Biggest problem I’m having now is it’s uncomfortable to move around too much because of the various equipment attached to me, but just laying around is rough too. Hard to find just the right way to lay or sit without getting stiff. I did manage to sleep pretty well last night, which was a welcome surprise. Hopefully I can get the pillows just so again tonight.
By tomorrow that’ll be over. I’ll get all this stuff off me and I’ll be able to move freely. My throat isn’t as sore as I thought it would be. I do have a feeling like there’s something stuck in my throat, which I understand is a common thing after this surgery. Guess it’s from the tube they put in there during the surgery.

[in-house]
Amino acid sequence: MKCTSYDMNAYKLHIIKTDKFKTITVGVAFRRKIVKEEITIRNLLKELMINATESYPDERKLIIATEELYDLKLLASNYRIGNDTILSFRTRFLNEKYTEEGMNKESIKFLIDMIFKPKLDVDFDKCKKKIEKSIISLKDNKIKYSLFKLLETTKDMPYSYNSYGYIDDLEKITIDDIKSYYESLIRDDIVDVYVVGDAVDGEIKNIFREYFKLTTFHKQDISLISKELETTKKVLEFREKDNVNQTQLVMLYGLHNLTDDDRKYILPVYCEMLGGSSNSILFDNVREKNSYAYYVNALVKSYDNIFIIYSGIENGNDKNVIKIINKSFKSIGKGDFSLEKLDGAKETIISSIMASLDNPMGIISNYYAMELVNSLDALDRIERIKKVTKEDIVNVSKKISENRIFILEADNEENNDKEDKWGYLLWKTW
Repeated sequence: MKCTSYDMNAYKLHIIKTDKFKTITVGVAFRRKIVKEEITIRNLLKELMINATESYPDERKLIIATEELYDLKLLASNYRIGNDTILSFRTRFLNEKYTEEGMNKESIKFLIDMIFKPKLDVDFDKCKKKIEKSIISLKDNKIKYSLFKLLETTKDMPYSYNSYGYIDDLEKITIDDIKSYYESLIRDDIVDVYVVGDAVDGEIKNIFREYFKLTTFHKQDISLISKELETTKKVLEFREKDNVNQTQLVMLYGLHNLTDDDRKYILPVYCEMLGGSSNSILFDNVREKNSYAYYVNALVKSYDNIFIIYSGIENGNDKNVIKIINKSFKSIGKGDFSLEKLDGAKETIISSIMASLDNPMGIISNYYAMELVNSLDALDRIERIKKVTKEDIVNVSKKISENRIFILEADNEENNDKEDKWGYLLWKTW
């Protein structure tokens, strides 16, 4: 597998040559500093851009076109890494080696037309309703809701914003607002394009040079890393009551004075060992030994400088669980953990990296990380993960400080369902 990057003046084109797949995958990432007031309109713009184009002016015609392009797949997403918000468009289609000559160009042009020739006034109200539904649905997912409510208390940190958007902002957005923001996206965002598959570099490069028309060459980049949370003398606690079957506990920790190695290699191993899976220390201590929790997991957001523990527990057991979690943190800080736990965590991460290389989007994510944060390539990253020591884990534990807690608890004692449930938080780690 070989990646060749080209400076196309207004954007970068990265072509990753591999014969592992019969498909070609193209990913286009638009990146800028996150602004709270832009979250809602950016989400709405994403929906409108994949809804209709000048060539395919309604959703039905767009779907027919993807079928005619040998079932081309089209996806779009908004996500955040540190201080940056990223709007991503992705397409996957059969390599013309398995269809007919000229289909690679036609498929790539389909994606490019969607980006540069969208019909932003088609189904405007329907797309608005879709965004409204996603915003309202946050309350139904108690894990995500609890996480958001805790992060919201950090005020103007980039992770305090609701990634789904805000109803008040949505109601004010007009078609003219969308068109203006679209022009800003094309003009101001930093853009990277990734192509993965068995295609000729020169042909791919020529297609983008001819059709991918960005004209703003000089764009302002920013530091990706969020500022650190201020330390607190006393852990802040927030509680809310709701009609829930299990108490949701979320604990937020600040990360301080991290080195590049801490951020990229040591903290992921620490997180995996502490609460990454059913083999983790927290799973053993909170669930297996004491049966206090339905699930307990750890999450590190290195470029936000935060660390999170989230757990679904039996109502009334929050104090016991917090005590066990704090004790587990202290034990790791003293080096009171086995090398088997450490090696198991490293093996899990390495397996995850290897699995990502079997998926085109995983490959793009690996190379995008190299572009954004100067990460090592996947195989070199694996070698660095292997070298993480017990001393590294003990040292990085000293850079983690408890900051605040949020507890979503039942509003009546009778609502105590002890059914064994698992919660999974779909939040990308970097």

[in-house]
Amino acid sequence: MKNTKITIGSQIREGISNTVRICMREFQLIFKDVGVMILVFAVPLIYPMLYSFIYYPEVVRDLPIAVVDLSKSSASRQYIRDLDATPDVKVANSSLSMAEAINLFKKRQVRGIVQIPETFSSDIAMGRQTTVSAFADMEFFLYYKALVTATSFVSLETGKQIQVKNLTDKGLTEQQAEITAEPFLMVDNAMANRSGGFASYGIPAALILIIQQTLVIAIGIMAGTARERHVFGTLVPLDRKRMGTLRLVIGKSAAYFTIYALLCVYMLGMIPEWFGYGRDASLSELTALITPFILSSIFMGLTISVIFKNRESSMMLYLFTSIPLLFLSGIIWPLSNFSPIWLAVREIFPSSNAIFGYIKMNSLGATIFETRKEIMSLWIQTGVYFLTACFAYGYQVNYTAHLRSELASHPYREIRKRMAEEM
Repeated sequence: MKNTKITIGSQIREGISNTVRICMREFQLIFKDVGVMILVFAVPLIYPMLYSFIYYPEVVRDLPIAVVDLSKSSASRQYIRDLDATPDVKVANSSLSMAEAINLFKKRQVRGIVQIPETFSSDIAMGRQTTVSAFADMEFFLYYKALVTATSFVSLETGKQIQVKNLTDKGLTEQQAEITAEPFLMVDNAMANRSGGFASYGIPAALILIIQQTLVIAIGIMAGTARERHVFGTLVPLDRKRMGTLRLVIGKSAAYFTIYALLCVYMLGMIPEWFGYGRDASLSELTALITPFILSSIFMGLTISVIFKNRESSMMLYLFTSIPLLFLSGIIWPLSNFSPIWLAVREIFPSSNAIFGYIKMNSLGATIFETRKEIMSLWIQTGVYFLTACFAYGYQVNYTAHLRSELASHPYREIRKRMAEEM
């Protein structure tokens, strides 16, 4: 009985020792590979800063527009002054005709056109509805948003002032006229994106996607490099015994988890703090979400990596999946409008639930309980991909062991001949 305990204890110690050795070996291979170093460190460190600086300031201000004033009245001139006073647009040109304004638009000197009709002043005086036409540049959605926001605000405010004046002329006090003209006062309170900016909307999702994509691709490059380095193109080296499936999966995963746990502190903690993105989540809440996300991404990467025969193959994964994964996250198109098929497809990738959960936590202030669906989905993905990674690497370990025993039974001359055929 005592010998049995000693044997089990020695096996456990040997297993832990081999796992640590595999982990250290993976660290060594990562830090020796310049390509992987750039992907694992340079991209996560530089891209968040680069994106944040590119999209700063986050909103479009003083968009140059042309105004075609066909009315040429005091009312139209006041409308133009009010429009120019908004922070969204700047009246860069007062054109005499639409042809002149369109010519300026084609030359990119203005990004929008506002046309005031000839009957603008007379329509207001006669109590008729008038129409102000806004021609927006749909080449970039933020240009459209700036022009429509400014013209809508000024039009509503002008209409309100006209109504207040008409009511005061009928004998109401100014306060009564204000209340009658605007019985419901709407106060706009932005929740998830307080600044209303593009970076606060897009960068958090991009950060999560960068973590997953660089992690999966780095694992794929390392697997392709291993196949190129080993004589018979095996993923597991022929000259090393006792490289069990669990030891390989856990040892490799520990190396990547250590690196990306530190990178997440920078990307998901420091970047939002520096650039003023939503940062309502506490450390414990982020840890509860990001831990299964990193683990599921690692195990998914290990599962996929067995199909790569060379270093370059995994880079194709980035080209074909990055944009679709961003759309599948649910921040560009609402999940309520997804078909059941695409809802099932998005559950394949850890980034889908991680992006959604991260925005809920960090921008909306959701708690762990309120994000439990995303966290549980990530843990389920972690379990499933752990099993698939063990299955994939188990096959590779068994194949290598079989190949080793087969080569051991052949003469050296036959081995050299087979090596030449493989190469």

I should be eating normally in a few days. I’ve got to eat while I can, because I’m anticipating at least a couple weeks of a low-iodine diet before my radiation treatment. (No processed foods. No sugar. No dairy. No fish or seafood. Pretty much just plain fruits and vegetables and small servings of plain meat.) I think that’s about 3 weeks away.
I’m also bored. Fortunately I’ve got the MLB network. I watched the Pirates preview three times already. I’m also catching up on The Wire, and I’ve got a few movies to watch.
I’ll be getting my iPad before starting the radiation quarantine.
A shout out to my wife, who is doing a great job handling the kids and keeping track of all my meds.
Finally back home. In some ways I’m better than I expected, and in one way, I’m worse.